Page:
It’s got a comfortable, liquid silicone seal that sits well on my face while you get a good field of vision as you spearfish. The design is perfect. I love the camouflage print, and it’s a straightforward freediving mask that’ll serve most beginners well.
Oh, and it comes with a snorkel included, perfect for saving a little extra cash.
No products found.
Salvimar Noah Spearfishing Mask
Shortlist: Beginner’s Spearfishing Mask
This spearfishing mask does well with the low-volume design that feels good on your face. Comfortable, even for the people (like me) who have a wider face.
The soft silicone skirt stops any slow leaks creeping in, and it’s cut a little shorter under the nose than most dive masks.
So if you’re sporting a beard, you’re going to get a much better seal using a mask like the Salvimar Noah (when compared to others at this price point). Perfect for beginners who don’t want to deal with a poorly-fitting mask while they’re learning to spearfish.
No products found.
What beginners need to know when buying a mask
Ultimately, there are a few things you should be looking for when you’re trying to buy your first spearfishing mask.
These are what I believe to be most important, and if you spend a little time now to make sure that whatever mask you buy ticks all the boxes – you’ll have so much more fun once you get out in the water and start spearfishing.
Don’t get an expensive spearfishing mask that’s too fancy
There are spearfishing masks out there that’ll cost you hundreds of dollars.
Masks sporting all kinds of neat features and quality fittings that sound incredibly tempting. Ultra-low volume. Super-soft silicone. Patented strap clips. Reflective tints.
Of course, the masks with these features are much more “top shelf” than the three beginner masks I’m telling you to buy, but I honestly believe a beginner doesn’t need that. Instead, beginners need a no-frills mask that’ll let you see underwater.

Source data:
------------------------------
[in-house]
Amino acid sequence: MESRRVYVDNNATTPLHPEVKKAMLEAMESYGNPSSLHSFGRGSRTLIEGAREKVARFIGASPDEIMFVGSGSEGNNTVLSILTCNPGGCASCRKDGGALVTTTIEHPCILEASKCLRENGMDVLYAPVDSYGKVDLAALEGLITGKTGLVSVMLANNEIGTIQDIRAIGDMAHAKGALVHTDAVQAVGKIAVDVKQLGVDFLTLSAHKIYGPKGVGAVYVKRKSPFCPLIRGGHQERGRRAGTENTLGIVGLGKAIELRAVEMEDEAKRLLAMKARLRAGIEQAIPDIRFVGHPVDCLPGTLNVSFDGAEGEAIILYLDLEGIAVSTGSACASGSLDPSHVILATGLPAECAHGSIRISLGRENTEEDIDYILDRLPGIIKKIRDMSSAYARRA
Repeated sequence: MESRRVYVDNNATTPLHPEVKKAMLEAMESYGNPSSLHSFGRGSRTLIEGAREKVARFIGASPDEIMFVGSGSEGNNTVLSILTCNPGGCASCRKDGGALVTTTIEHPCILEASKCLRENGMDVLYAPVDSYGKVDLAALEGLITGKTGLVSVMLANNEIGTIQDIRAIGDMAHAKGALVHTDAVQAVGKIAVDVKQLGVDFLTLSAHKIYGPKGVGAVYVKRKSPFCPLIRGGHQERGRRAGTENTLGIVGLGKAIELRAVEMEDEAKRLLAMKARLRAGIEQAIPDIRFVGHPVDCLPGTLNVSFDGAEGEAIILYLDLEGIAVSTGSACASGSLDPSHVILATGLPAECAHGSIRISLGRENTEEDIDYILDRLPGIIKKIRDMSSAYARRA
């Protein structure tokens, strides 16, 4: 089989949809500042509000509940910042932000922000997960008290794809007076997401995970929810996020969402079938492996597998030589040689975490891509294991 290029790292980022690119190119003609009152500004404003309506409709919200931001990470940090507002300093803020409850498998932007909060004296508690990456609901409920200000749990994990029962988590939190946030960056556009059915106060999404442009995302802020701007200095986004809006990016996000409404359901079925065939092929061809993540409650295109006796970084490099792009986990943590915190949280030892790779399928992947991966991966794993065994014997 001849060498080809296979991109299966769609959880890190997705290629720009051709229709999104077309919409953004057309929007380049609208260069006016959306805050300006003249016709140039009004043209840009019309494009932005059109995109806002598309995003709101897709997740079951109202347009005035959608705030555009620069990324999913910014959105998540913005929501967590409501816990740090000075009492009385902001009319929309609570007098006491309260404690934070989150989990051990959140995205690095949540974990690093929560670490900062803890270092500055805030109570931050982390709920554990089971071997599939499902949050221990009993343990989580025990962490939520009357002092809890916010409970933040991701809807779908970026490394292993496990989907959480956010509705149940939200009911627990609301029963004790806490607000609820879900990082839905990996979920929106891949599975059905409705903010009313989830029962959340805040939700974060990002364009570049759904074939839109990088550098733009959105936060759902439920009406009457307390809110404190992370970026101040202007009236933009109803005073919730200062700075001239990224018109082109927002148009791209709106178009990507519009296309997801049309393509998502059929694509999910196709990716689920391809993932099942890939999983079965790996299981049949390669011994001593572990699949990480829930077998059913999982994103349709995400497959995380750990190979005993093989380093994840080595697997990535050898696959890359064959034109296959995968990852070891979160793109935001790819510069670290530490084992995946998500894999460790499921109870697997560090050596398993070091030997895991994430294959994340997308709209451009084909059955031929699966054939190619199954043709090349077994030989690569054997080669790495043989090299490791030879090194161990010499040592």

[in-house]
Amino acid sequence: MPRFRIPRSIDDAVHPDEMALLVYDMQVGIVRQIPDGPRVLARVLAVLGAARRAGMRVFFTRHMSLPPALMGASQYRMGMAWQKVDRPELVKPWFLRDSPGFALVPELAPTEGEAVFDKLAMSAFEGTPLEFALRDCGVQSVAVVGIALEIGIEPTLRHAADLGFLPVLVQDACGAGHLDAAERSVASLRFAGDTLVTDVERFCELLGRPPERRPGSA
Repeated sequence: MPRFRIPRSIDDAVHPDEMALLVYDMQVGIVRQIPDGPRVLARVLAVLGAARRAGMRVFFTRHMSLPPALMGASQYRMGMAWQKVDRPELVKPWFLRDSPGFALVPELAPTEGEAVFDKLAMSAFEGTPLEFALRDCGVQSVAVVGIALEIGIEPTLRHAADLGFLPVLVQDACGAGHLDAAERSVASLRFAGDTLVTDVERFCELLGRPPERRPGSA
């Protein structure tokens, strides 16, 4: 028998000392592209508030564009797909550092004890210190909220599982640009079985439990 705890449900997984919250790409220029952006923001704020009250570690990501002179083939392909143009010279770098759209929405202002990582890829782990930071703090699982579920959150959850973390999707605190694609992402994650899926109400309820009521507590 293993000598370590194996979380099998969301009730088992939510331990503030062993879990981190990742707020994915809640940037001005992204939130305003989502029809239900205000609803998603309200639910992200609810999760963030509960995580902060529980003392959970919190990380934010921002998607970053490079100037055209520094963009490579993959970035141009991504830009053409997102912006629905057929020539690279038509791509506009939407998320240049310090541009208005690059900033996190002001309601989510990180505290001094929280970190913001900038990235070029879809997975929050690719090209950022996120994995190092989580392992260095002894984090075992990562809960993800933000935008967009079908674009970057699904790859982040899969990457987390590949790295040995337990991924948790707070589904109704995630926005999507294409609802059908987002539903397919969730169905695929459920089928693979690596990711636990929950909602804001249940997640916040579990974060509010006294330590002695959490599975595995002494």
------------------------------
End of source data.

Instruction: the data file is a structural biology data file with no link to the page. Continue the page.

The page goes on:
Spend too much money on it, and you’ll be terribly upset as soon as it gets scratched, sometimes breaks, or whatever else happens. You don’t want that. So instead, find an acceptable mask that won’t break the bank, like the Omer Alien.
No products found.
Ensure the spearfishing mask fits well on your face
The single, most important thing when you’re choosing a beginner’s spearfishing mask is that it’s comfortable on your face and seals well.
And the best way to ensure you get a good seal is to try the mask on.
When you press it to your face and breathe in through your nose – there should be some suction. And the mask will stay in place (even without wearing the strap).
Once you’ve done this, try moving your face around and changing your expression. It should stay in place (and not fall). The strap must have fittings to adjust the tension quickly and a broad back to hold it securely on your face when you dive.
I personally like spearfishing masks with a black silicone seal. The dark skirts block light from entering the side of your vision, which can be a distraction on a transparent mask. Because on sunny days, you get glare, shadows and movement across your field of vision.
These distractions will make spearfishing harder. As a beginner, you want every advantage you can get.
Don’t ignore pressure inside the spearfishing mask
Masks that push on your face are a small thing that quickly becomes a big issue.
Once you’re wearing the mask, you want to make sure that nothing is pushing on your face.